Our two remaining little chooks as we call them are now 16 weeks old.  We decided it was time they joined the adult flock and were integrated into the proper run behind an electric fence.  They have grown so quickly, from newly hatched chicks into amost fully grown.  One is larger than the other, with a proper comb and lovely colouring, brown amongst the black.  The other is smaller with no comb at all!.  We are hoping they are both pullets ie female hens that will lay eggs as opposed to cockerels, but for the uninitiated it is still difficult to tell.  We will have to wait a few more weeks to see if they start crowing!!.

Our two 16 week old chicks

So last night at dusk when they had gone up into the hen house we picked them up one at a time and ringed them (so we could tell them apart from the other black rock hens) and cut their feathers on one side to stop them flying out, and then popped them in the other hen house with the adult hens.

This morning when I let them all out, these 2 were slightly reticent about coming out of the hen house, and as soon as they went near the food the others chased them away, and they hopped back into the hen house for cover.

We’ve just been down to prior to lunch to scatter some bread around for them and the larger one seems to have got the idea, but the smaller one is just running around clucking like mad.

It will take a couple of days for them to settle down and for the new pecking order to be established.  It will probably be another 8 weeks before they start laying eggs if they are pullets, so we will have to wait and see.

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Moving the chooks

As our baby chicks are now 4 weeks old we wanted to move them and their mum, Mrs Speckledy out of the ark and into the old hen house with an enclosed run.  We had purchased a new hen house for the other chickens, so we put that in place, added an electric fence and on Friday night moved them out of one hen house and into another, so that in the morning when they were let out they would be in their new run.

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The next day we cleaned out the old hen house and made it ready for Mrs Speckledy and the babies, but catching them to move them proved slightly problematical.  Firstly Mrs Speckledy thought we were killing her she made such a racket, but as we moved her first, she obviously didn’t want to be separated from her brood.  Next it was the turn of the babies, but they are fast!!  One jumped out of the ark when we opened it and made a bid for freedom.  Good job we had taken the fishing net down with us, so we were able to catch it.

Neil with the little brown chook

The little ones squeaked like mad as they didn’t like being separated from Mum, so we moved them as quickly as possible.

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It took a while for Mrs Speckledy and the baby chooks to come down the ramp and into the enclosed run, but they soon got the hang of it and there is a lot more space for them in that run.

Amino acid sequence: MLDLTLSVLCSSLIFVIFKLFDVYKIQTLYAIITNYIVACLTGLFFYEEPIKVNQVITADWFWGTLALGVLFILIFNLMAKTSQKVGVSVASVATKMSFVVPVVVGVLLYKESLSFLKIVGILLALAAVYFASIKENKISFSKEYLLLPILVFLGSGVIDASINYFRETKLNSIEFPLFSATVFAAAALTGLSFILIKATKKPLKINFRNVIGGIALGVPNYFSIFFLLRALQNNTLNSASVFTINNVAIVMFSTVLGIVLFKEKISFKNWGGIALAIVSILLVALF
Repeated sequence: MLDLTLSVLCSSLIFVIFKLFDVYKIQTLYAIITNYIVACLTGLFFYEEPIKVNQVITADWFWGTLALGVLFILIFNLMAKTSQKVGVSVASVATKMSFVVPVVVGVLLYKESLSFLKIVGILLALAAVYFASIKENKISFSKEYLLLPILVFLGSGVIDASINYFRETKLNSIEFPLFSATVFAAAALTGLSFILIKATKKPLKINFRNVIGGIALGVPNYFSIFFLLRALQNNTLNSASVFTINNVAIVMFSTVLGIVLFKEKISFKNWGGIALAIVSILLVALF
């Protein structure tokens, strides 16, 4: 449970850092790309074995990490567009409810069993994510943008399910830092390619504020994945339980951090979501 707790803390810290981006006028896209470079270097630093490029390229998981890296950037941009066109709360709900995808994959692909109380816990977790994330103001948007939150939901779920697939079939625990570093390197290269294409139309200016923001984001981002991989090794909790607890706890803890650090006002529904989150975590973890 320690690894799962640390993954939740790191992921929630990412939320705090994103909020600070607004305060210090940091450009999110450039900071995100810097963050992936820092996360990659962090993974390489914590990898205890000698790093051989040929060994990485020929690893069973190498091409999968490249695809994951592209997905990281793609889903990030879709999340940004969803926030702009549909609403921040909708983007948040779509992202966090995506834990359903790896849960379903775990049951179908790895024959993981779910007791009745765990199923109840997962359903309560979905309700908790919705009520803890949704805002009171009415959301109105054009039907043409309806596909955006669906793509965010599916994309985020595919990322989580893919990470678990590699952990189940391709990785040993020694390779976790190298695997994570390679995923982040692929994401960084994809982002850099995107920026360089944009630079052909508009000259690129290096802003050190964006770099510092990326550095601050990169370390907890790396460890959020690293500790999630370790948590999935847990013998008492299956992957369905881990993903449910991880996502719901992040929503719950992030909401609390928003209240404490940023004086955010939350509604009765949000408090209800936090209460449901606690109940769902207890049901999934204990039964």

The other hens were enjoying the long grass in the orchard as new turf to spuddle about in.

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They soon made themselves a spot to have a dust bath and they scattered all the bark that we had put round the base of the trees.

the light sussex in their new area

So all in all a successful move for all the chooks.  Our original hens laid 11 eggs (out of 13 hens) on the first day they were in their new hen house and area, so I don’t think they were too traumatised by the move.

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The chickens get a treat

The other day a friend gave us a whole pile of left over bread for the chickens.  The chickens go mad for bread, they grab a bit in their beak, run off to find a quiet spot to eat it and then run back for another bit.  When they hear our feet on the gravel they know we are coming and they wait by the fence expectantly.

The chickens waiting for us

Then as soon as I throw them the bread they tuck in straight away and all you can see is their bottoms in the air as they peck away. 

 

 

  

 After they have finished the bread they return to “spuddling” about in the run.  Spuddling being a local word for scratching about.  Some of them found some nice dry earth to have a dust bath.  Above is a picture of our remaining Cream Legbar hen, looking very handsome at the moment. She is the one that lays blue eggs.

A friend came to see us recently and was delighted to collect the eggs from the nest box, something of course that we take for granted as we do it every day. The girls are laying well at the moment, most days we get 12 eggs from 14 hens.

our friend collecting the eggs

So if you want to taste our lovely fresh eggs visit us at www.lodgehousebandbsomerset.co.uk

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Goodbye Mrs Cream Legbar hen

We have had to say Goodbye to one of our Cream Lebbar hens.  She was so poorly she couldn’t even stand up in the end.  I said to my husband, if this were a cat or a dog, you would take it to the vet and have it put down, so perhaps we should despatch this hen and put her out of  her misery.

It’s not a very nice task, but I didn’t have to do it.  Neil wrung it’s neck and put it out in the woods as fox take away.

A couple of weeks ago this hen was standing away from the flock and fluffing up her feathers.  She didn’t seem interested in food, and wouldn’t come running when we threw down bread or grain.  She became more immobile as the days progressed, and got that she wouldn’t go up the ramp into the hen house at night, and Neil was lifting her up and putting her in the nest box.  She wouldn’t come out again in the morning and again we were lifting her out. Until she was just so weak that it was cruel to keep her living any longer.

We spoke to a farmer friend of ours who suggested it might be a respiratory disorder but it is difficult to know without taking the hen to the vet and economically it just doesn’t add up to take a £10.00 hen to the vet and pay £40.00 for advice,  –  you could buy another 4 hens with that money.

So it was Goodbye Mrs Cream Legbar. At least the other 14 all seem healthy enough.  We had 14 eggs from 14 hens yesterday, so can’t complain at 100% production.  The hen that died was the only one that laid cream eggs, the rest are shades of brown, with the other cream legbar laying blue eggs.

So there we are – life in the country, where death is all part of the circle of life.